Among the low expression of Ki-67 tumors, 8 cases were MSI-H with the mean area percentage of expression 4.291 ± 0.59, 10 cases were MSI-L with the mean area percentage of expression 2.887 ± 0.531 and 10 cases were MSS with the mean area percentage of expression 3.711 ± 0.79. On the other hand, the high expression of Ki-67 tumors was assessed as 6 cases of MSI-H with the mean area percentage of expression 32.218 ± 1.235 and 16 cases were MSS with the mean area percentage of expression 44.545 ± 2.273. There was a negative correlation between Ki-67 low expression and all of MSI status patterns. The high expression of Ki-67 showed a positive correlation with MSI status patterns (Table 4).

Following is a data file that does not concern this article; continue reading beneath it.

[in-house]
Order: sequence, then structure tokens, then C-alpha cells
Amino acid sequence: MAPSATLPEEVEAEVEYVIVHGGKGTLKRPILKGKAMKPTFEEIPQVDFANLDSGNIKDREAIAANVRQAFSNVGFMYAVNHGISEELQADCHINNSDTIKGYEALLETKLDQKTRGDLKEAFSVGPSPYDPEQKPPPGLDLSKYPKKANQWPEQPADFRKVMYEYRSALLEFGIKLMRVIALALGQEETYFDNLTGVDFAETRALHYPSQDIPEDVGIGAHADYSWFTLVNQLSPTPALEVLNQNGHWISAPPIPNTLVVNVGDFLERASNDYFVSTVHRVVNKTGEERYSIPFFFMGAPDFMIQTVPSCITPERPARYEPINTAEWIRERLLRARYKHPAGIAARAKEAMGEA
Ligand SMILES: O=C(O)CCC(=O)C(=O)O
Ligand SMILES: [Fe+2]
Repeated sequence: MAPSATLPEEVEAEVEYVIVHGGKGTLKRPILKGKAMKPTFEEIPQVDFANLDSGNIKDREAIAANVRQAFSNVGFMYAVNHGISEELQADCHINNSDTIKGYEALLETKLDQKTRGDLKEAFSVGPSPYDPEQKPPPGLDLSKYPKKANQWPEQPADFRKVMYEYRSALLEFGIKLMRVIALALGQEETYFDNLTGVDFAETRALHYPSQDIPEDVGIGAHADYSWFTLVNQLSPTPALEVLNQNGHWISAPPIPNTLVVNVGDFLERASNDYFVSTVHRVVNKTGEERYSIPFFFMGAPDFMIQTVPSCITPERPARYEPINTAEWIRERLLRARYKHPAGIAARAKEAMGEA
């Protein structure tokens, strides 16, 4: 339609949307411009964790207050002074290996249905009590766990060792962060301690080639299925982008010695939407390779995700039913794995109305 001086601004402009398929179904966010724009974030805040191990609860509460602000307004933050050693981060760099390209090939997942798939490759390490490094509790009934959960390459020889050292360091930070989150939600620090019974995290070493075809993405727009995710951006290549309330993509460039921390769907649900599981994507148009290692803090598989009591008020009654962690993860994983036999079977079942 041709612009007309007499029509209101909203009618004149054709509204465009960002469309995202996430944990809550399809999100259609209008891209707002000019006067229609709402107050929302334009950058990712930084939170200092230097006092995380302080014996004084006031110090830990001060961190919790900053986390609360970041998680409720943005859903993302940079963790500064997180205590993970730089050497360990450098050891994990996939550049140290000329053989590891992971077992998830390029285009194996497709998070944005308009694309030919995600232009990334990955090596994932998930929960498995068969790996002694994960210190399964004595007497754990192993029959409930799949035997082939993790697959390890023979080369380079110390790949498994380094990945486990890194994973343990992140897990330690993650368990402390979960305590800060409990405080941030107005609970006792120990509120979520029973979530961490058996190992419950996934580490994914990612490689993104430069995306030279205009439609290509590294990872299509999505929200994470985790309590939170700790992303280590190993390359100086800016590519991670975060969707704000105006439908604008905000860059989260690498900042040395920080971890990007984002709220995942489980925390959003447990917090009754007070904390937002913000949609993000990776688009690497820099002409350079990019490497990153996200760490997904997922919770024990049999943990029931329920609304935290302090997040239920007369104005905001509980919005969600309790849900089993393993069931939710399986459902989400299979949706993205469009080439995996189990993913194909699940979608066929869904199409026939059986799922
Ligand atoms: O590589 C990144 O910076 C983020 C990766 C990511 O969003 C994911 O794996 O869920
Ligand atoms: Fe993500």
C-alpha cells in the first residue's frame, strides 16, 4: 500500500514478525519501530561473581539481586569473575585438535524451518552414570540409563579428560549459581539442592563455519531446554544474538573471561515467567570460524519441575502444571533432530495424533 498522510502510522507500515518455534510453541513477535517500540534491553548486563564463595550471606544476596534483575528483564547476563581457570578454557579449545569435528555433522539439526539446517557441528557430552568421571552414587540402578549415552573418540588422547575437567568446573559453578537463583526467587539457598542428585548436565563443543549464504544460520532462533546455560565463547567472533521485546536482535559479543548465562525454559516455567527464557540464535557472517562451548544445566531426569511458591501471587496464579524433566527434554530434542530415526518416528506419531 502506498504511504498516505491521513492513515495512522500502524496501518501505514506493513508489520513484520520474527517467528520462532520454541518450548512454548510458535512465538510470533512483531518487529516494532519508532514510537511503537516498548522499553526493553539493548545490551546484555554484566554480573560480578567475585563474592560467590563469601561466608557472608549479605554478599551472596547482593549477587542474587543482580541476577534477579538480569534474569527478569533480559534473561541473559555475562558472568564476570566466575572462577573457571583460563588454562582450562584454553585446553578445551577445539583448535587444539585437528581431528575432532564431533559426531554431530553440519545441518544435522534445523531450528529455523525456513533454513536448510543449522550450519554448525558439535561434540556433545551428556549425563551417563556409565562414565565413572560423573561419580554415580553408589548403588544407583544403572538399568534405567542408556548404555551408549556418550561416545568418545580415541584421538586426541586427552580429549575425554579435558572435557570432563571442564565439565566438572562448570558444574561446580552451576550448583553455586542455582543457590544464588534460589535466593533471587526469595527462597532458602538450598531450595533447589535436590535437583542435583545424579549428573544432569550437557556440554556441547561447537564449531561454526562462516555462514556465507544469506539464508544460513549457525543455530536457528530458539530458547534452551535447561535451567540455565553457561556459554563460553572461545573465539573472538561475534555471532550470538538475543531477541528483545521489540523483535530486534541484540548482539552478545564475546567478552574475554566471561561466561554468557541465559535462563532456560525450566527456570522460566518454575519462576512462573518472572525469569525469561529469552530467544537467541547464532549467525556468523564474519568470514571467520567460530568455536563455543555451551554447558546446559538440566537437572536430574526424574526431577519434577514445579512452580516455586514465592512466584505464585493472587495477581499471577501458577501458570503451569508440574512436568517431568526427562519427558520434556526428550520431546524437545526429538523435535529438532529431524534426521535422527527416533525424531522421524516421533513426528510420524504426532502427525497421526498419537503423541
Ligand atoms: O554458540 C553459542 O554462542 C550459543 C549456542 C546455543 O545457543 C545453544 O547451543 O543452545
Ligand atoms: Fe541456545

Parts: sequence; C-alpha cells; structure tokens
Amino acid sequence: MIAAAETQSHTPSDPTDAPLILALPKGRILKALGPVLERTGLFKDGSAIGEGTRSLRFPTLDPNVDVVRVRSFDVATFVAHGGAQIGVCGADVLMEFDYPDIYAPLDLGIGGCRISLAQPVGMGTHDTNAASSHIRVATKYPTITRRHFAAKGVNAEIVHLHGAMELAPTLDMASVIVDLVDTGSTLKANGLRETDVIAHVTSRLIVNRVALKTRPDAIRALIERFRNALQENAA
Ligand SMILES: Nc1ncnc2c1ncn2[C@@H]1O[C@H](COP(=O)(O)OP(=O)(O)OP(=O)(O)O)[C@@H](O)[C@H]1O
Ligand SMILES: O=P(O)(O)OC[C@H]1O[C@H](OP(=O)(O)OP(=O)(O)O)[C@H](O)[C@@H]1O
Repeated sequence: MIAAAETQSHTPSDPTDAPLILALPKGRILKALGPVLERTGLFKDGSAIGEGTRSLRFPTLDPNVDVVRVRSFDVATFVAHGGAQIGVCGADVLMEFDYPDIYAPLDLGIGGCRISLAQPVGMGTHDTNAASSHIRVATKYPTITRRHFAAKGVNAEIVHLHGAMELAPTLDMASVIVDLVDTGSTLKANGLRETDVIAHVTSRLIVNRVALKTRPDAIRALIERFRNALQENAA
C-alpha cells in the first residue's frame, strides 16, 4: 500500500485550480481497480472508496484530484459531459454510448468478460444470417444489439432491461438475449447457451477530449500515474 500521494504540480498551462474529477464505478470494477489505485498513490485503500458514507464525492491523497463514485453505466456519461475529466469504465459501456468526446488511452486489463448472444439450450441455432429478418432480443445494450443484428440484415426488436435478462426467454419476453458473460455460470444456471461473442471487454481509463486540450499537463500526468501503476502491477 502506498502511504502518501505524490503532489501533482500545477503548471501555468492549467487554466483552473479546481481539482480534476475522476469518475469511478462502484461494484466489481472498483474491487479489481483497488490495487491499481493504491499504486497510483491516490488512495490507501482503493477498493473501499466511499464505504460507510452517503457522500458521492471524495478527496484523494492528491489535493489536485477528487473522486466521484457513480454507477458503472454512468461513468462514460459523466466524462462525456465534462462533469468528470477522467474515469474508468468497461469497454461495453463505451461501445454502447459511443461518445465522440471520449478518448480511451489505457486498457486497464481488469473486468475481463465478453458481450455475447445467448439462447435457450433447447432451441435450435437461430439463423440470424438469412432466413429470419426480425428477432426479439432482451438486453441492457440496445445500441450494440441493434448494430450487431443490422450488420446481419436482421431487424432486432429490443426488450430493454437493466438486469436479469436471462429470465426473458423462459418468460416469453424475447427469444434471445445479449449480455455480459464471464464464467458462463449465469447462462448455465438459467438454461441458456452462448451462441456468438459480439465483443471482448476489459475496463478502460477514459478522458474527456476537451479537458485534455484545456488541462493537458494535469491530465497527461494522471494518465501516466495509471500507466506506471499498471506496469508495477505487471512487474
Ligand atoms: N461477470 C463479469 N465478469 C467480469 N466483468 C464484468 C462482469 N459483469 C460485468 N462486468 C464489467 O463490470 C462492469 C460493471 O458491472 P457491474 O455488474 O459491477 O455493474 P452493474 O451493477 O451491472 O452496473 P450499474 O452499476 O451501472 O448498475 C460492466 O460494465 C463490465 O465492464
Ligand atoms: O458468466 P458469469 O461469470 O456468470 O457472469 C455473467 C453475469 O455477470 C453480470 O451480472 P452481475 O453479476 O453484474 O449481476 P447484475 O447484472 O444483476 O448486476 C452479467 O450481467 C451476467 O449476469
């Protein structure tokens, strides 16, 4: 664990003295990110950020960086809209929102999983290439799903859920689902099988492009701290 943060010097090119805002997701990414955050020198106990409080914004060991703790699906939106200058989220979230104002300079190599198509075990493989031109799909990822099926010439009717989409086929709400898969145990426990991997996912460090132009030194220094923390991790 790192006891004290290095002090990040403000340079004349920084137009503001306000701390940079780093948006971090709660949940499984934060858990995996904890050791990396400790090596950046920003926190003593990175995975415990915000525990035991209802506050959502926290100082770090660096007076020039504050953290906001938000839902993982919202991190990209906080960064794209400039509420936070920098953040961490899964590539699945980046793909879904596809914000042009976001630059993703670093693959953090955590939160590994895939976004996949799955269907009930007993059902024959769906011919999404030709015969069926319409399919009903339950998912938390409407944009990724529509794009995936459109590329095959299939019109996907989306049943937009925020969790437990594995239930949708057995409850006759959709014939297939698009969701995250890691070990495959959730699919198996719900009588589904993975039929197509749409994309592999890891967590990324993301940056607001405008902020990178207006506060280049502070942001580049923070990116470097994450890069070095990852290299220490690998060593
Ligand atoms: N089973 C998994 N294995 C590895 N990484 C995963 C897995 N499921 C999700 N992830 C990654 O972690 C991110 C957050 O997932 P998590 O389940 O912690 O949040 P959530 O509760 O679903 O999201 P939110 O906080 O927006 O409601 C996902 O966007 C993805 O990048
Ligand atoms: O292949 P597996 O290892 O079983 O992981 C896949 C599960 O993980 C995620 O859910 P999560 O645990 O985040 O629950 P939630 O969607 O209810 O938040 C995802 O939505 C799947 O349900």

Colorectal carcinoma is considered the second most common cause of cancer-related deaths worldwide (Global Cancer Observatory 2023). Colon carcinoma caused by defects in DNA mismatch repair system commonly shows microsatellite instability, which is observed in both sporadic and more frequently inherited cases of colorectal carcinoma (Ramezani et al. 2021). PCR amplification of microsatellite genes is gold-standard approach for screening the microsatellite status; however, it is expensive, technically tricky and not predictable in routine pathology laboratories (Hashmi et al. 2017). Immunohistochemistry IHC was validated as another method for mutation screening being sensitive, available and inexpensive (Rosai and Rosai 2011). Our study aimed to assess IHC expression of MMR proteins in correlation with patients clinicopathological features and also correlation between them and Ki-67 expression.